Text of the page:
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United States v. Anson

United States District Court, Second Circuit

December 12, 2013

DONALD ANSON, Defendant.


CHARLES J. SIRAGUSA, District Judge.


The matter is before the Court on yet another "pre re-sentencing" motion on the part of Defendant Donald Anson proceeding pro se. In his latest application, ECF No. 249, Anson moves "to reverse or vacate convictions on counts 1-40, 42, and 43, based upon the admission of certain items (39 CD-RWs and 1 hard-drive) into evidence without a proper foundation in violation of the Federal Rules of Evidence, Rule 901." ECF No. 249 at 1. Also, before the Court is a November 11, 2013, letter application by Anson, which the Court has had docketed, ECF No. 250, in which Anson requests that his resentencing, scheduled for December 20, 2013, be adjourned until he attempts another interlocutory appeal, ECF No. 247, this time of the Court's October 8, 2013, Decision and Order, ECF No. 246, and that he be sentenced in absentia. Additionally, in his correspondence, Anson suggests that a new pre-sentence report is necessary in light of the United States Supreme Court's decision in Alleyne v. United States, ___ U.S. ___, 133 S.Ct. 2151 (2013) since "none of the sentencing factors which increased [his] sentence nearly eight fold where [ sic ] found' by the jury." ECF No. 250 at 1. For the reasons stated below, Anson's application to reverse or vacate his convictions is denied. His application to adjourn re-sentencing is granted in part and denied in part. In that regard, the Court will adjourn re-sentencing one more time. However, the Court will not adjourn the matter until Anson's latest interlocutory appeal is resolved. His application to be sentenced in absentia is denied. Likewise, his apparent application for a new pre-sentence report based upon Alleyne is denied, although the Court directs the United States Probation Department to provide a supplement relating to any post-sentencing rehabilitation on Anson's part.


The procedural background of this case was set forth in the Court's October 8, 2013 Decision and Order ("Decision"), ECF No. 246, familiarity with which is presumed. In that Decision at page 7, the Court indicated, "Anson has until November 21, 2013, to file any submissions with respect to re-sentencing." As indicated above, Anson responded with his motion to reverse or vacate his convictions based upon evidentiary rulings made at trial. Any such objections to the Court's evidentiary rulings could have and should have been raised by Anson on direct appeal, and the Court will not revisit them now. In any event, the Court fails to see their relevance to the re-sentencing phase of this proceeding.

As to Anson's application in his November 11, 2013, correspondence for what would amount to be an indefinite adjournment of his re-sentencing until the Second Circuit rules on his latest interlocutory appeal, the Court finds that it has no merit. The Second Circuit previously dismissed, ECF No. 240, an earlier interlocutory appeal by Anson stating:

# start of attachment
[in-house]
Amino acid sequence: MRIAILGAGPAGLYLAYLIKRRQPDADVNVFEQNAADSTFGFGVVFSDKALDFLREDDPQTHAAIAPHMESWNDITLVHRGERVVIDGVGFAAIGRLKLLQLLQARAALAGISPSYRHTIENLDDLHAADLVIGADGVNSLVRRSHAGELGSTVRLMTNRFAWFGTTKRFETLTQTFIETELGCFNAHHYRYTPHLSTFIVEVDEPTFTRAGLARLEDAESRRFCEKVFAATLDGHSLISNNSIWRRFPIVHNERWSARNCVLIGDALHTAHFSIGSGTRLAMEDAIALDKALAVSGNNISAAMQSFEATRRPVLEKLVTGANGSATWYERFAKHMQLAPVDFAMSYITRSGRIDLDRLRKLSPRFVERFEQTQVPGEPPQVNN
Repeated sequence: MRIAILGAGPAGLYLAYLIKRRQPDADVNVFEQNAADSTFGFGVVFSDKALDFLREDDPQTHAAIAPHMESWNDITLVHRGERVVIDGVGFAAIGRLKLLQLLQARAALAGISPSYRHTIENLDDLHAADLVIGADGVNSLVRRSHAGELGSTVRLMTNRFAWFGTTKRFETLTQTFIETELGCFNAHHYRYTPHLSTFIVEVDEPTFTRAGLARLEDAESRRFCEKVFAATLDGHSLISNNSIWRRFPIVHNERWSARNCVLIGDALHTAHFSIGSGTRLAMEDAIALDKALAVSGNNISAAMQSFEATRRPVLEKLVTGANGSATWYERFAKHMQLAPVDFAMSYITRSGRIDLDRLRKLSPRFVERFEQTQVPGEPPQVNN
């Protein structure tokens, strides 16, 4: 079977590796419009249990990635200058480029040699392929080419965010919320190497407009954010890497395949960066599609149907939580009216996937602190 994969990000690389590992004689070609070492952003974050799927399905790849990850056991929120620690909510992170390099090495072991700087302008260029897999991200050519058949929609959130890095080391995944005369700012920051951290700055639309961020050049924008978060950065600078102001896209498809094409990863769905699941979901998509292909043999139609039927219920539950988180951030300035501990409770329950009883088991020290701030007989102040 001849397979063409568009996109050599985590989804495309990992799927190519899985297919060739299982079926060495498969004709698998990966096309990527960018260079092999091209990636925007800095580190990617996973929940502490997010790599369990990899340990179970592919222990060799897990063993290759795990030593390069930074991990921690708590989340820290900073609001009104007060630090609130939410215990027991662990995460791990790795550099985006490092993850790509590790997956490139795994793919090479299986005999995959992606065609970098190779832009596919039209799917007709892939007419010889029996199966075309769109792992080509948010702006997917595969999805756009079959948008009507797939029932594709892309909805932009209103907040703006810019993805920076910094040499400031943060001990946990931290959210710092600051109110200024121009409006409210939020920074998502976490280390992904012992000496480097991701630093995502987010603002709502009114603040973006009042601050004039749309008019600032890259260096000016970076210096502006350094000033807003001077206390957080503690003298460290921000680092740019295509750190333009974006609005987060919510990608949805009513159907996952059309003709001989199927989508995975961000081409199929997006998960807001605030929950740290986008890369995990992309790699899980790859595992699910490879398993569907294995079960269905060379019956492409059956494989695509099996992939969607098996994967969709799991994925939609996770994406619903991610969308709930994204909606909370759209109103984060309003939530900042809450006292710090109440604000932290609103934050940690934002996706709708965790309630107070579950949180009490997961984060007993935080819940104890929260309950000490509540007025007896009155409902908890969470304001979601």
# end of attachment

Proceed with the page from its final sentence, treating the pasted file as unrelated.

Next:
Appellant, pro se, moves for leave to proceed in forma pauperis and for the Court to take judicial notice of several decisions of other Circuits. However, this Court has determined sua sponte that it lacks jurisdiction over this appeal because a final order has not been issued by the district court as contemplated by 28 U.S.C. ยง 1291. See Coopers & Lybrand v. Livesay, 437 U.S. 463, 467 (1978); United States v. Aliotta, 199 F.3d 78, 83 (2d Cir. 1999) (finding that district court's denial of motion to dismiss the indictment on double jeopardy grounds after the defendant had pled guilty, but before he had been sentenced, was not immediately appealable). Upon due consideration, it is hereby

ORDERED that the appeal is DISMISSED. It is further ORDERED that Appellant's motions are DENIED as moot.

However, because of the date of this Decision and Order, the Court will adjourn Anson's re-sentencing one more time until Friday, January 24, 2014, at 11:00 am.

The Court now turns to Anson's request that he be sentenced in absentia. The application is denied. (At this point, the reader is reminded that Anson has elected, which is his right, to represent himself at his re-sentencing and has refused stand-by counsel.) Federal Rule of Criminal Procedure 32 in pertinent part requires:

(i) Sentencing.
(1) In General. At sentencing, the court:
(A) must verify that the defendant and the defendant's attorney have read and discussed the presentence report and any addendum to the report;
(B) must give to the defendant and an attorney for the government a written summary of-or summarize in camera-any information excluded from the presentence report under Rule 32(d)(3) on which the court will rely in sentencing, and give ...

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